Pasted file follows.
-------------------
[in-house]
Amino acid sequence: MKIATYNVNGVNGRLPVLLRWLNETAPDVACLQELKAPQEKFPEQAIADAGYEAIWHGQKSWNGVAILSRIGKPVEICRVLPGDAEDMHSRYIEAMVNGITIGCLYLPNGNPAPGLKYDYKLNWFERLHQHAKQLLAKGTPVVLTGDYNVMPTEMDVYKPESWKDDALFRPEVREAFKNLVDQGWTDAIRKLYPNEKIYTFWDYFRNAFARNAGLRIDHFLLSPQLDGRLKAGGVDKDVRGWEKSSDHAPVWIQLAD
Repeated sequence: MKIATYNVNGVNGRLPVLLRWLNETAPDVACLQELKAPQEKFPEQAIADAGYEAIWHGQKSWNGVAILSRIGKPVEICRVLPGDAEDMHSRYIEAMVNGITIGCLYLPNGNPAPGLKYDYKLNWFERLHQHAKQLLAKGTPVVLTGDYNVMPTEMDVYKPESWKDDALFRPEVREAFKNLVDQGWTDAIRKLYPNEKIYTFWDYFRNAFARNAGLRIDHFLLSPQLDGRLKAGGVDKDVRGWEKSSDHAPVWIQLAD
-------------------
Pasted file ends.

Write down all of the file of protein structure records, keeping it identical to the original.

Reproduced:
[in-house]
Amino acid sequence: MKIATYNVNGVNGRLPVLLRWLNETAPDVACLQELKAPQEKFPEQAIADAGYEAIWHGQKSWNGVAILSRIGKPVEICRVLPGDAEDMHSRYIEAMVNGITIGCLYLPNGNPAPGLKYDYKLNWFERLHQHAKQLLAKGTPVVLTGDYNVMPTEMDVYKPESWKDDALFRPEVREAFKNLVDQGWTDAIRKLYPNEKIYTFWDYFRNAFARNAGLRIDHFLLSPQLDGRLKAGGVDKDVRGWEKSSDHAPVWIQLAD
Repeated sequence: MKIATYNVNGVNGRLPVLLRWLNETAPDVACLQELKAPQEKFPEQAIADAGYEAIWHGQKSWNGVAILSRIGKPVEICRVLPGDAEDMHSRYIEAMVNGITIGCLYLPNGNPAPGLKYDYKLNWFERLHQHAKQLLAKGTPVVLTGDYNVMPTEMDVYKPESWKDDALFRPEVREAFKNLVDQGWTDAIRKLYPNEKIYTFWDYFRNAFARNAGLRIDHFLLSPQLDGRLKAGGVDKDVRGWEKSSDHAPVWIQLAD